Saint John Don Bosco:

"Never read books you aren't sure about . . . even supposing that these bad books are very well written from a literary point of view. Let me ask you this: Would you drink something you knew was poisoned just because it was offered to you in a golden cup?"

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Thursday, March 19, 2009

Diary of a Wimpy Kid (Series) by Jeff Kinney

A book that makes me laugh out loud. A rare treat.

This writer is a comic genius. No grown-up could fail to relate to the goofy situations this boy finds and gets himself into. Gregory would rather play video games and sleep and has a hilarious time squeaking out of the more manly activities that his father pushes him into. A perfect example of his ambition was when they had career day at school and they were asked to check the box that described what they would be doing 15 years from now. Gregory couldn't find the box that said "Sitting in a pool with all my cool friends," so he created another check box.

Whether or not you find them funny may be another story. Your child probably will. By the time I got to the following entry on his soccer experience, I was laughing hard enough to have tears rolling down my face:

Gregory is playing soccer because his dad forced him into it. He was hoping to get an easy coach, but he got the one who took soccer very seriously. One of this coach's favorite sayings was "Get your butt over here!" So Gregory and his friends decided it would be funny if the next time he said it, they ran, rear-end first to the coach. Next time he said it, Gregory did it. Only... his friends left him "high and dry" so to speak.

If that tweaks your funny bone at all, the book will delight you. It is billed as a book especially for reluctant tween readers. I recommend it for adults, or older/mature tweens.

His humor is something you will likely love or hate: please be patient with my taste. Remember: I taught middle school, and God has to give us certain gifts. Like warped senses of humor. (my older middle schooler discovered these books when they were on-line, and we laughed a lot AND discussed some of the scenarios.) Like most comic characters, these are exaagerated. (think: Calvin and Hobbes).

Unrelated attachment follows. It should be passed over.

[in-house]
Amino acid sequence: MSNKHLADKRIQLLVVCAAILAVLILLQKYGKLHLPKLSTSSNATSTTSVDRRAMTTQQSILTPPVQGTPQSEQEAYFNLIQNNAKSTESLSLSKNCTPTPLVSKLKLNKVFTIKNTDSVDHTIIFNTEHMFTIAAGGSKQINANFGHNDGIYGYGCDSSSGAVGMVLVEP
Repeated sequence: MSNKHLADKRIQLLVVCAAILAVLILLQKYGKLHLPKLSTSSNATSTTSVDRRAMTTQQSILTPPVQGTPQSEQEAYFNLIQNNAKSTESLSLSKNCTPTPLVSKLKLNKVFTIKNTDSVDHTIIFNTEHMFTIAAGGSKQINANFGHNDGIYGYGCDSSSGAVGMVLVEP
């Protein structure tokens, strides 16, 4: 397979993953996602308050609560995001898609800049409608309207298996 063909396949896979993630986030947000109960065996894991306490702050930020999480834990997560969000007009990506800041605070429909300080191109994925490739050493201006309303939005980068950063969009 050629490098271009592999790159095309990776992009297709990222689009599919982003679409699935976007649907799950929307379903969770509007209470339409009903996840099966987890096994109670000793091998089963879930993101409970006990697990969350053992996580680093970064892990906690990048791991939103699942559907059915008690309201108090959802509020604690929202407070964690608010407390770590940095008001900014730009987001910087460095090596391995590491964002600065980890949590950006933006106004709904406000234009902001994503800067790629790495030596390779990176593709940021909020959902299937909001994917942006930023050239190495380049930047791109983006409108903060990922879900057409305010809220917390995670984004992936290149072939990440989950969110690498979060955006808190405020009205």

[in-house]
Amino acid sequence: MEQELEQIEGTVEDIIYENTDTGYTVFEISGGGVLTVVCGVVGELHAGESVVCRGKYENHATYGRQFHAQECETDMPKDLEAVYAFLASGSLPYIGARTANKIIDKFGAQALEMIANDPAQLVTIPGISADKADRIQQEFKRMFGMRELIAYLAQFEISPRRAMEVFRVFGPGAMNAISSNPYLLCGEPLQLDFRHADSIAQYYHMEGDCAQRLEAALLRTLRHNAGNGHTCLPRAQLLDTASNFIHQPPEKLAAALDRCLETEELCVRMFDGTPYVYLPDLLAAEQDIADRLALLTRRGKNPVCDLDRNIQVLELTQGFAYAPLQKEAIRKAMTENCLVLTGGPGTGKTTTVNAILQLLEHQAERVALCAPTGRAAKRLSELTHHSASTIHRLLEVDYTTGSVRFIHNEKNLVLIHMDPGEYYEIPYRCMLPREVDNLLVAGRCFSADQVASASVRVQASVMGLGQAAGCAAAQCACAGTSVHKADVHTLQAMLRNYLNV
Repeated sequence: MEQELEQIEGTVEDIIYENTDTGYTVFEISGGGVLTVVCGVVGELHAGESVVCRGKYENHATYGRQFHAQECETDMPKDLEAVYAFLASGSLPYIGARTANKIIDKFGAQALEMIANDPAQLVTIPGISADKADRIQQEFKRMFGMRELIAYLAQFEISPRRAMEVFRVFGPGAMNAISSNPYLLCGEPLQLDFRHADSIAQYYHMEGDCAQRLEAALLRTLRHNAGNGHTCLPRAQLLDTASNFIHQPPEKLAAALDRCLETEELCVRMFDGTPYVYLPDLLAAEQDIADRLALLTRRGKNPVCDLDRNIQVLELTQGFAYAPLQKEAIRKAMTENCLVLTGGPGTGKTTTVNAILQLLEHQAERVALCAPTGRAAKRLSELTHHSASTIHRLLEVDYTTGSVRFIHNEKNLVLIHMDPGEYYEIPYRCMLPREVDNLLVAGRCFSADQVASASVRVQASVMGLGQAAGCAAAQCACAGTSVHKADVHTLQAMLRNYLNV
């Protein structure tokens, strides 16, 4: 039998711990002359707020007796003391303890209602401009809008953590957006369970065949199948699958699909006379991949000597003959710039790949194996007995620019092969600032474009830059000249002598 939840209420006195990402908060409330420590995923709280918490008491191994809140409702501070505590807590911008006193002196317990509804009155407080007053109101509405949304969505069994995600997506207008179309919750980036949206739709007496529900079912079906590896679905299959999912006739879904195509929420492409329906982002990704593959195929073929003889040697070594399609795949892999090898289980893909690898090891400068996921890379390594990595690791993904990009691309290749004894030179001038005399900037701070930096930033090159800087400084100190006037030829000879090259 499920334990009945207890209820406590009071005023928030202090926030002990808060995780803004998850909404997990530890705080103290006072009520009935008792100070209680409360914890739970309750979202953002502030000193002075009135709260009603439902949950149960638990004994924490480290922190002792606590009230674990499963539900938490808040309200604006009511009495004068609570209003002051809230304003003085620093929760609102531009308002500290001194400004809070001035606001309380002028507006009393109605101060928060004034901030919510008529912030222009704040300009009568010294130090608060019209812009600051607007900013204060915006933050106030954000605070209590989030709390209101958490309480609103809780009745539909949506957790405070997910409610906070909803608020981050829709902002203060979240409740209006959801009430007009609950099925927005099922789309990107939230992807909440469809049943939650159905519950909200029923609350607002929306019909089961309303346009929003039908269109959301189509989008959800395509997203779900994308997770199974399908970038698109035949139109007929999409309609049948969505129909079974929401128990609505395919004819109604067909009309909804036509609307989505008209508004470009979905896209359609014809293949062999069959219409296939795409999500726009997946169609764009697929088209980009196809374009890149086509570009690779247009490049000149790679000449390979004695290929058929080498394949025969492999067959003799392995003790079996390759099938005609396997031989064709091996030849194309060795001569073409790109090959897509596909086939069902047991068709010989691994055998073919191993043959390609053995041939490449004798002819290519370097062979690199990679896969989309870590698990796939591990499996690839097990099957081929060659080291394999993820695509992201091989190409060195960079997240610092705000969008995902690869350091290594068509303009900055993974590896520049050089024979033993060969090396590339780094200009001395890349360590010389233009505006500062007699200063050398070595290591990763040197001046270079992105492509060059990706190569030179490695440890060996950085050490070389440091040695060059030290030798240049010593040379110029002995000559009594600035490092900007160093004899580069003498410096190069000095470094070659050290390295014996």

Caution: Mild scatological humor and words like butt and poopy appear. This is a series, and one of the books has a humorous scene based around the older brother throwing a party when the parents were gone...that's more questionable to me than "poopy." Gregory also lies to his mom in one scene. It's humorous...but...he's not role-model material... and neither is his older brother.

Rating: 2 Vatican Flags.


Beth,  February 22, 2011 at 8:31 AM  

I'm so glad you're recommending this only for adults and older/mid-tweens. I heard an interview with the author of Diary of a Wimpy Kid on NPR a few months ago. He expressed his surprise that parents were giving it to their children to read. Backing off from any responsibility for how his books affect kids, he said that he had written it out of nostalgia for his own youth, dealing with the annoying facts of kid-life by writing his own story. In other words, for selfish motives, with no interest at all in edification or even offering comfort, much less uplifting or inspiring children. He acted perplexed, amused, and too cool to care about how children might take the messages of his book: "I have no idea why this book is so popular with kids, except I guess it's just true. I wasn't trying to present a role model or anything, and I hope kids wouldn't take Gregory as one! I wouldn't want my kids to take him as a role model!" Not long after I heard this interview, it broke my heart to see a big book report project on Diary of a Wimpy Kid done by a talented but shy young tween at my child's school. In the book report, this boy had written that the book teaches you to feel good about just being yourself, even if you're not perfect. The sad thing here is that it was absolutely natural to this child to seek ethical messages in the book, to learn and grow based on the role model it offered...but the author cares nothing for any of this. I see this book as a really unfortunate marketing success, a product of irresponsible book publishing.

Tween Lit Crit February 22, 2011 at 10:08 AM  

Hi Beth,

I think this book is a bit like Calvin and Hobbes. My 11 yr. old read a Calvin and Hobbes cover-to-cover at the library, and shortly after that, her behavior was a bit obnoxious which she tried to pass off as funny. Books are ideas and ideas are powerful! It didn't ruin her, but it was an observable phenomena, and you wonder about the cumulative effects of all they read.

My biggest objection to visual media is that it slowly erodes our values and sense of what is normal and appropriate. Not because it is intrinsically evil but probably because it is the deviant and "shocking" that get our attention and thus make money.

Books are media, too!

I found his humor strikingly accurate as an adult, but my filter is very different than a child who is still forming his worldview and gaining life experience. We adults forget that so readily, and I'm not sure why...

Thanks for the comment!

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